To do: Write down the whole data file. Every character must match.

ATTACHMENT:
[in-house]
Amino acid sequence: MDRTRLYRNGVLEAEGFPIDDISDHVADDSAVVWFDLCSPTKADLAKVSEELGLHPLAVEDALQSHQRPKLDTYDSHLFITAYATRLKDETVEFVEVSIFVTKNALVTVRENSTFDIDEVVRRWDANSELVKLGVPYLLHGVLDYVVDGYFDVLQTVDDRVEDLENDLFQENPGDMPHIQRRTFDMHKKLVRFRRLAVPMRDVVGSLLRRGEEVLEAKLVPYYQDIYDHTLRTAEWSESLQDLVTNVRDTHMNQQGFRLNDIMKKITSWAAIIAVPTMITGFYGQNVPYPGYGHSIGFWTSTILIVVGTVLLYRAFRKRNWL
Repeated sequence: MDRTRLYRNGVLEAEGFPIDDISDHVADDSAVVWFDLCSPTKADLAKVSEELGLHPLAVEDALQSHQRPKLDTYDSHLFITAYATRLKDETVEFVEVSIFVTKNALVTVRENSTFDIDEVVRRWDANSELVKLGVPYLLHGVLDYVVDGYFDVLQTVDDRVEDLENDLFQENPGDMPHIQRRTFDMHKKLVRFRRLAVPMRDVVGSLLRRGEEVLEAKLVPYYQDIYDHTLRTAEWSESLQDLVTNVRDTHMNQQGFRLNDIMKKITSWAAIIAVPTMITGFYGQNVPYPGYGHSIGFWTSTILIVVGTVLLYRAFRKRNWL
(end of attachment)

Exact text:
[in-house]
Amino acid sequence: MDRTRLYRNGVLEAEGFPIDDISDHVADDSAVVWFDLCSPTKADLAKVSEELGLHPLAVEDALQSHQRPKLDTYDSHLFITAYATRLKDETVEFVEVSIFVTKNALVTVRENSTFDIDEVVRRWDANSELVKLGVPYLLHGVLDYVVDGYFDVLQTVDDRVEDLENDLFQENPGDMPHIQRRTFDMHKKLVRFRRLAVPMRDVVGSLLRRGEEVLEAKLVPYYQDIYDHTLRTAEWSESLQDLVTNVRDTHMNQQGFRLNDIMKKITSWAAIIAVPTMITGFYGQNVPYPGYGHSIGFWTSTILIVVGTVLLYRAFRKRNWL
Repeated sequence: MDRTRLYRNGVLEAEGFPIDDISDHVADDSAVVWFDLCSPTKADLAKVSEELGLHPLAVEDALQSHQRPKLDTYDSHLFITAYATRLKDETVEFVEVSIFVTKNALVTVRENSTFDIDEVVRRWDANSELVKLGVPYLLHGVLDYVVDGYFDVLQTVDDRVEDLENDLFQENPGDMPHIQRRTFDMHKKLVRFRRLAVPMRDVVGSLLRRGEEVLEAKLVPYYQDIYDHTLRTAEWSESLQDLVTNVRDTHMNQQGFRLNDIMKKITSWAAIIAVPTMITGFYGQNVPYPGYGHSIGFWTSTILIVVGTVLLYRAFRKRNWL